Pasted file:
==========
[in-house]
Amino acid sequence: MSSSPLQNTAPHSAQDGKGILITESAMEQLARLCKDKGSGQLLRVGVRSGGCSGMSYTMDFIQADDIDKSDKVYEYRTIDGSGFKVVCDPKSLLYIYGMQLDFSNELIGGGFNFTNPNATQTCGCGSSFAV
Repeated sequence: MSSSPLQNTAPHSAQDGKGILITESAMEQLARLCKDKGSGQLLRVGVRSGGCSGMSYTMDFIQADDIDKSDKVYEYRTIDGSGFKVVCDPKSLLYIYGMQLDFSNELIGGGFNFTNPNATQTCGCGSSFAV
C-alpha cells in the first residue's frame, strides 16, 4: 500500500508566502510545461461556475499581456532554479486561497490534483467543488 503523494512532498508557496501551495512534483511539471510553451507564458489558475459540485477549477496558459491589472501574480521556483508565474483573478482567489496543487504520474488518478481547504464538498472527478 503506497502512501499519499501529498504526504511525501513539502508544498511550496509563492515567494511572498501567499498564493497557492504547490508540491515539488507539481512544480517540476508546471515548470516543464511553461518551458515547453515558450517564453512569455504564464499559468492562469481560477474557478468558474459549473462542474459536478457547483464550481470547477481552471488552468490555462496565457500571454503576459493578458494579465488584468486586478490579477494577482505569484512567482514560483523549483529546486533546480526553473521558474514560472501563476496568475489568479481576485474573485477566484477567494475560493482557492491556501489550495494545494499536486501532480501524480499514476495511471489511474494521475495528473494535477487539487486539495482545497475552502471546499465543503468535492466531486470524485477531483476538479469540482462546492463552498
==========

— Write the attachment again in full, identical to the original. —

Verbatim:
[in-house]
Amino acid sequence: MSSSPLQNTAPHSAQDGKGILITESAMEQLARLCKDKGSGQLLRVGVRSGGCSGMSYTMDFIQADDIDKSDKVYEYRTIDGSGFKVVCDPKSLLYIYGMQLDFSNELIGGGFNFTNPNATQTCGCGSSFAV
Repeated sequence: MSSSPLQNTAPHSAQDGKGILITESAMEQLARLCKDKGSGQLLRVGVRSGGCSGMSYTMDFIQADDIDKSDKVYEYRTIDGSGFKVVCDPKSLLYIYGMQLDFSNELIGGGFNFTNPNATQTCGCGSSFAV
C-alpha cells in the first residue's frame, strides 16, 4: 500500500508566502510545461461556475499581456532554479486561497490534483467543488 503523494512532498508557496501551495512534483511539471510553451507564458489558475459540485477549477496558459491589472501574480521556483508565474483573478482567489496543487504520474488518478481547504464538498472527478 503506497502512501499519499501529498504526504511525501513539502508544498511550496509563492515567494511572498501567499498564493497557492504547490508540491515539488507539481512544480517540476508546471515548470516543464511553461518551458515547453515558450517564453512569455504564464499559468492562469481560477474557478468558474459549473462542474459536478457547483464550481470547477481552471488552468490555462496565457500571454503576459493578458494579465488584468486586478490579477494577482505569484512567482514560483523549483529546486533546480526553473521558474514560472501563476496568475489568479481576485474573485477566484477567494475560493482557492491556501489550495494545494499536486501532480501524480499514476495511471489511474494521475495528473494535477487539487486539495482545497475552502471546499465543503468535492466531486470524485477531483476538479469540482462546492463552498